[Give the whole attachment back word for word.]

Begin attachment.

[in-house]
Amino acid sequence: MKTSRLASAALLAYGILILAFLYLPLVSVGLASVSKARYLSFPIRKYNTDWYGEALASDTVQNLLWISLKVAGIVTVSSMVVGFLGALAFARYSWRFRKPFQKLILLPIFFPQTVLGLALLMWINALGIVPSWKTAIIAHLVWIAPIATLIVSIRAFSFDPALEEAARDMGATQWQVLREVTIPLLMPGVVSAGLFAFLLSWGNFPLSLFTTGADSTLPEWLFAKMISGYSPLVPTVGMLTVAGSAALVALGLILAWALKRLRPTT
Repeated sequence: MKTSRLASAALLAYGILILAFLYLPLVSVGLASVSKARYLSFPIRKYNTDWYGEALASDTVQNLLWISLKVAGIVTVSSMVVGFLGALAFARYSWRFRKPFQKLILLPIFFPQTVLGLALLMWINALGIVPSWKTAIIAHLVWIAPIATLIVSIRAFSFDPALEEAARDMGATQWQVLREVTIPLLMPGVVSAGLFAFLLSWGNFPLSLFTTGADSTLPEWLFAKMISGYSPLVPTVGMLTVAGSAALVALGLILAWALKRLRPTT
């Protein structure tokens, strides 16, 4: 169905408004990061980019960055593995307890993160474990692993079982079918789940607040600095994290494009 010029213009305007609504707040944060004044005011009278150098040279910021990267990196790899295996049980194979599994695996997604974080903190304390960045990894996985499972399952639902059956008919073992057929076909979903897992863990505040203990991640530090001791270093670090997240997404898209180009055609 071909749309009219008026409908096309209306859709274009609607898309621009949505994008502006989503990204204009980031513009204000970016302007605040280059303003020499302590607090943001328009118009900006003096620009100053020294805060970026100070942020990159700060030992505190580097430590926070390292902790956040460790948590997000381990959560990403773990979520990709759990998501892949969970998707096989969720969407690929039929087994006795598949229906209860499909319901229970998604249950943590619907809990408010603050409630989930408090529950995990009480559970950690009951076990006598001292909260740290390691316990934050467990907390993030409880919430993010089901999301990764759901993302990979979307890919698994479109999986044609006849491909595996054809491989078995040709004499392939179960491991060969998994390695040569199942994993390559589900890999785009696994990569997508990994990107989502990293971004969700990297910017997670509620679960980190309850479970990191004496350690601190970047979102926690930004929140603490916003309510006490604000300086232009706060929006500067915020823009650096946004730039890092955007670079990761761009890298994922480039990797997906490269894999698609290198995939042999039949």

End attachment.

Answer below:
[in-house]
Amino acid sequence: MKTSRLASAALLAYGILILAFLYLPLVSVGLASVSKARYLSFPIRKYNTDWYGEALASDTVQNLLWISLKVAGIVTVSSMVVGFLGALAFARYSWRFRKPFQKLILLPIFFPQTVLGLALLMWINALGIVPSWKTAIIAHLVWIAPIATLIVSIRAFSFDPALEEAARDMGATQWQVLREVTIPLLMPGVVSAGLFAFLLSWGNFPLSLFTTGADSTLPEWLFAKMISGYSPLVPTVGMLTVAGSAALVALGLILAWALKRLRPTT
Repeated sequence: MKTSRLASAALLAYGILILAFLYLPLVSVGLASVSKARYLSFPIRKYNTDWYGEALASDTVQNLLWISLKVAGIVTVSSMVVGFLGALAFARYSWRFRKPFQKLILLPIFFPQTVLGLALLMWINALGIVPSWKTAIIAHLVWIAPIATLIVSIRAFSFDPALEEAARDMGATQWQVLREVTIPLLMPGVVSAGLFAFLLSWGNFPLSLFTTGADSTLPEWLFAKMISGYSPLVPTVGMLTVAGSAALVALGLILAWALKRLRPTT
């Protein structure tokens, strides 16, 4: 169905408004990061980019960055593995307890993160474990692993079982079918789940607040600095994290494009 010029213009305007609504707040944060004044005011009278150098040279910021990267990196790899295996049980194979599994695996997604974080903190304390960045990894996985499972399952639902059956008919073992057929076909979903897992863990505040203990991640530090001791270093670090997240997404898209180009055609 071909749309009219008026409908096309209306859709274009609607898309621009949505994008502006989503990204204009980031513009204000970016302007605040280059303003020499302590607090943001328009118009900006003096620009100053020294805060970026100070942020990159700060030992505190580097430590926070390292902790956040460790948590997000381990959560990403773990979520990709759990998501892949969970998707096989969720969407690929039929087994006795598949229906209860499909319901229970998604249950943590619907809990408010603050409630989930408090529950995990009480559970950690009951076990006598001292909260740290390691316990934050467990907390993030409880919430993010089901999301990764759901993302990979979307890919698994479109999986044609006849491909595996054809491989078995040709004499392939179960491991060969998994390695040569199942994993390559589900890999785009696994990569997508990994990107989502990293971004969700990297910017997670509620679960980190309850479970990191004496350690601190970047979102926690930004929140603490916003309510006490604000300086232009706060929006500067915020823009650096946004730039890092955007670079990761761009890298994922480039990797997906490269894999698609290198995939042999039949």